Senator Feinstein Introduces Legislation to Prevent Health Insurance Companies from Enacting Unfair Premium Rate Increases
U.S. Senator Dianne Feinstein (D-Calif.) today introduced legislation to prevent insurance companies from enacting unfair health premium rate increases.
The Health Insurance Rate Authority Act of 2010 would give the U.S. Secretary of Health and Human Services the authority to deny or modify premium or rate increases that are found to be unjustified. It would also create a national Health Insurance Rate Authority to advise the Secretary of HHS.
Last month, Anthem Blue Cross of California announced plans to hike premiums for certain policyholders in California by up to 39 percent.
In addition, the U.S. Department of Health and Human Services recently revealed that health insurance companies have requested dramatic premium rate increases over the past year - for instance, by up to 56 percent in Michigan, 24 percent in Connecticut and 23 percent in Maine - and will likely continue to do so in the future.
Senator Feinstein's legislation would ensure that people in all states have access to a meaningful rate review process to protect them from unfair increases. At least 25 states give their Insurance Commissioners some type of authority to review or regulate premium hikes and other rate charges. California is not one of those states.
"Health insurance companies are raising premiums even as they take in billions in profits," said Senator Feinstein. "A 39 percent rate increase at this time of high economic uncertainty is unconscionable.
I've received nearly 1,100 emails and letters from constituents facing huge increases in their health insurance premiums. Many say they simply can't afford to pay these higher rates and still pay their mortgage, their rent or other bills. Some will be forced to cut their health care coverage altogether.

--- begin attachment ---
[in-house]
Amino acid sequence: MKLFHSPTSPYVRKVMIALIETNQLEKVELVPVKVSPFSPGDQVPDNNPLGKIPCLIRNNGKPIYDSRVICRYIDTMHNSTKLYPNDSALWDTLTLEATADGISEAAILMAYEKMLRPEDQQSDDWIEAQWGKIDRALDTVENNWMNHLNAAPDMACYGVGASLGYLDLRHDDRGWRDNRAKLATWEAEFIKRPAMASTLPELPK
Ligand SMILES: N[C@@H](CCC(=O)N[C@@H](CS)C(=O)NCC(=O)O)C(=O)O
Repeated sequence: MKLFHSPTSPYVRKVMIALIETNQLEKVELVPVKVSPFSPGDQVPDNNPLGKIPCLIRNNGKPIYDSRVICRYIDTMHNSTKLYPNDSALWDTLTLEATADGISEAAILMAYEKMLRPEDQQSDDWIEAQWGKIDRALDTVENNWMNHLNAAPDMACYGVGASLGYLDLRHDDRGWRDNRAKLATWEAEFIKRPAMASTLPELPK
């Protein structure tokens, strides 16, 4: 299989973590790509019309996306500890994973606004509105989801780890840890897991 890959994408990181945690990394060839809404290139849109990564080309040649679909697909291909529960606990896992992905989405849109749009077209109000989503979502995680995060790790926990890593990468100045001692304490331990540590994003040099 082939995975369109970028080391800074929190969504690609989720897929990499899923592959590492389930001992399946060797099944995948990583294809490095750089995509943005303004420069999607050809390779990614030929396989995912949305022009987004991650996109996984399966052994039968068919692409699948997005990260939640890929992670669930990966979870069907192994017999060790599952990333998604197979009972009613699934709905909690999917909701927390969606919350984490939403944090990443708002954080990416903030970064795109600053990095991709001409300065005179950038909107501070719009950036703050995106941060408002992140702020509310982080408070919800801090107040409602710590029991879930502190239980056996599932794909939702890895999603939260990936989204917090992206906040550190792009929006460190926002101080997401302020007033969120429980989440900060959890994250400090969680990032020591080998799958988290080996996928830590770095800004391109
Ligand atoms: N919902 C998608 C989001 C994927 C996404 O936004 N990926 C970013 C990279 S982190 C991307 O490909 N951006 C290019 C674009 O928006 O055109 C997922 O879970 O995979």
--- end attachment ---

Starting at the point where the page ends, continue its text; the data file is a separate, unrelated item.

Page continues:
Many have been Blue Cross customers for decades. Virtually all have pre-existing conditions -- meaning that it is unlikely another insurance company will take them. So they're forced to pay Anthem's exorbitant rate hikes or forego health insurance. One Los Angeles woman wrote to me after receiving notice from Anthem that her premiums will go up 37.5 percent. She said, "This is totally out of line. They are not an insurance company but a profit making machine.'"
Here are just a few of their stories:
* A Laguna Beach couple had Blue Cross for 30 years. They own a small business. They recently received notice that their monthly premiums would increase from $787 per month to $1,035 per month. Arthur said he was told that he could raise his annual deductible to $5,000 or higher to keep the premium increases down. But he said he fears he's stuck with the policy. He said: "I can't leave my assets and my family uncovered. If something happens
well that's what insurance is about."
* A Monterey, California, couple recently found out their premiums with Anthem Blue Cross will increase 36 percent -- from $734 a month to $998 a month. They own an antique print business. The economy has hurt sales - their 2008 gross household income was $42,000, and they don't expect their income will increase much in 2009 or 2010. More than 25 percent of their household income goes toward premiums -- far more than their mortgage. They're wondering if they should go into debt, use the equity in their home or withdraw money from their retirement accounts to pay for the rate hikes. Because of pre-existing conditions (the woman is a breast cancer survivor) they don't believe they can get a more affordable policy elsewhere.